After selecting folders to scan and a test profile to apply to the images, the scan process can be started with the Start button in the command panel.
The scan will begin and the command panel will deactivate except for the Stop button, which will stop the scan process. If you stop a scan, you may process the files already loaded, but you cannot resume the scan. Clicking Start will begin a fresh scan.
While the scan is active, the status bar will display the progress of the scan. This status bar counts the number of files loaded, the number of images processed, how many duplicate groups were identified, and the time the scan has been running.
Initially, the image files are scanned, and that progress will increase first and fastest. As files are loaded, they are passed to the processor to be tested. The images will be processed while files are being scanned, so the image group panel will begin populating with results during the scan.
How long does it take?
The performance of the scan will vary widely between different computers and also image sets. Some things to consider:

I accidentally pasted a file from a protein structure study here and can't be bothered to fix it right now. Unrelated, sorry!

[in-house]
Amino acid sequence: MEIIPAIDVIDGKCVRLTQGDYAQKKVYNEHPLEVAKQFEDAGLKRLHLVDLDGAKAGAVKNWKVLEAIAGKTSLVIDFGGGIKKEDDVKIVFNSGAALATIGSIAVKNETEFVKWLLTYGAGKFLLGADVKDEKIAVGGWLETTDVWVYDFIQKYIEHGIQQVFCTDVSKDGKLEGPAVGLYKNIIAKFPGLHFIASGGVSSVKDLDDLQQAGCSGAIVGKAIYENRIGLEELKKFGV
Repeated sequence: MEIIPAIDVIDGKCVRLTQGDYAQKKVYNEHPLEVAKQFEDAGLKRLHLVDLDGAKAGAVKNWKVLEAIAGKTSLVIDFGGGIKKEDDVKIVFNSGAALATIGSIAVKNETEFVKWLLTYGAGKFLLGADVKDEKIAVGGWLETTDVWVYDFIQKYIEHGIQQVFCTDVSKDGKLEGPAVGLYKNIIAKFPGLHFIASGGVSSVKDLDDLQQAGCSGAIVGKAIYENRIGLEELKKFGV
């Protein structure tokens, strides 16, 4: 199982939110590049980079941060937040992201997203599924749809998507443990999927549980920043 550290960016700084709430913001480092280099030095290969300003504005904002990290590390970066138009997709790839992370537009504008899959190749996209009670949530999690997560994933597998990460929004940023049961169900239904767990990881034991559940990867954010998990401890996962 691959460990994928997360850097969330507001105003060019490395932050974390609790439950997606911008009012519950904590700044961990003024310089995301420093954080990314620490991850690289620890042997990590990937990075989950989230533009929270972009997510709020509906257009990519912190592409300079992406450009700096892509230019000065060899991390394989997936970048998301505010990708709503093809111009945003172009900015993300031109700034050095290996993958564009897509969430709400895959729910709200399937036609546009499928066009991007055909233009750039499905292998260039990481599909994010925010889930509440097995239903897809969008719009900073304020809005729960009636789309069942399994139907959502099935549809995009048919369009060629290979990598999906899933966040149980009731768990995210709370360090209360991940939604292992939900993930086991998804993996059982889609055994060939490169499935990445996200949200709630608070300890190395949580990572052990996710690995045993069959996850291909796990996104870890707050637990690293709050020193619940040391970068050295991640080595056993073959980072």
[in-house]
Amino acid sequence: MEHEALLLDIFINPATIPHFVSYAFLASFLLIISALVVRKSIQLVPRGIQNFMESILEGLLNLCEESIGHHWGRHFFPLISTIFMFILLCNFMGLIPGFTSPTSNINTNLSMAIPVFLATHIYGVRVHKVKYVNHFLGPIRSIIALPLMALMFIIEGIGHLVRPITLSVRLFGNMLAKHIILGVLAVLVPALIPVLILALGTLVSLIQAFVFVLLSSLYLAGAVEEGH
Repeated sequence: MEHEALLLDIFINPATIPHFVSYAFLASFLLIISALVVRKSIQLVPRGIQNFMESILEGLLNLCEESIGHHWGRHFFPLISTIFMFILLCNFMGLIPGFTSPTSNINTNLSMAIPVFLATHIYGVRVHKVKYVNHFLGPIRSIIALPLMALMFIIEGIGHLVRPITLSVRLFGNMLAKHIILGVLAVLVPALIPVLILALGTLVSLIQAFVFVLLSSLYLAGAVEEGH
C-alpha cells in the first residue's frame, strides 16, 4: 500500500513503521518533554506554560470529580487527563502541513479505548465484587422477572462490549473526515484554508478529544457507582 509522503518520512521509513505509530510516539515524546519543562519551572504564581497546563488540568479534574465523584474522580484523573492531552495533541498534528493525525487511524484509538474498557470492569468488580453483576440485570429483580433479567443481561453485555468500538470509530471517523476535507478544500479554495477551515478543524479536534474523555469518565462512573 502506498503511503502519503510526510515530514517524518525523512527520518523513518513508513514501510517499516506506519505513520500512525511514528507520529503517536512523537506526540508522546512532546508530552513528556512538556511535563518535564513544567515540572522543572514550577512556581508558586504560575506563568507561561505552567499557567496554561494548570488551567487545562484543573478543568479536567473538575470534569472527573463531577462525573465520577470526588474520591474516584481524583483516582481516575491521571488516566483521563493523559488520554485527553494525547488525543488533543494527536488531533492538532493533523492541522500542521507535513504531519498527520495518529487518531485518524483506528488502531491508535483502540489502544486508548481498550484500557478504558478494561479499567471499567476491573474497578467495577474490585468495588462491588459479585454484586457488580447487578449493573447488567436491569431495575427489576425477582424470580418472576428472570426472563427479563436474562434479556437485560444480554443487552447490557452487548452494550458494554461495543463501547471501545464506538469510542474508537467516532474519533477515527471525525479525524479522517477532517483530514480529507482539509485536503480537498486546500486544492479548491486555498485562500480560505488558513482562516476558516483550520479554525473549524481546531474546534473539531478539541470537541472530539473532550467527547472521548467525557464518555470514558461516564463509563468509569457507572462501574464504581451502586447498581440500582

- AntiDitto performs massive hard drive reads at the beginning of its scan, in order to get all the files into memory for testing.
- After the files have been loaded, the hard drive activity will drop off and the CPU usage will increase as the images are compared.
- The peak memory usage of AntiDitto will be right after the file load is complete. As images are compared, duplicate images are released.
- The final time and final memory usage of AntiDitto is heavily dependent on the number of unique images. As a worst case scenario, having 100 unique images requires reading 100 images into memory, then comparing each image against each other, with a result of 100 images still in memory. As a best case scenario, 100 dupes would load 100 images into memory, 1 image group would be created and 99 images would only ever be checked against that one group.
- After those examples, it should be understandable that the scan will appear to slow to a crawl towards the end because there are many unique groups that an image has to be compared against. For this reason, a “time remaining” feature was not added since it could not really be accurate.
During testing, these results were captured. Your results will likely vary. The computer used is an AMD Ryzen 5 1600 with 16GB of RAM running Windows 10 64-bit.
- 11k files, 1700 duplicate groups – 13 mins
- 31k files, 2400 duplicate groups – 1 hr, 15 mins
- 20k files, 3400 duplicate groups – 25 mins
- 108k files, 1820 duplicate groups – 9 hrs, 42 mins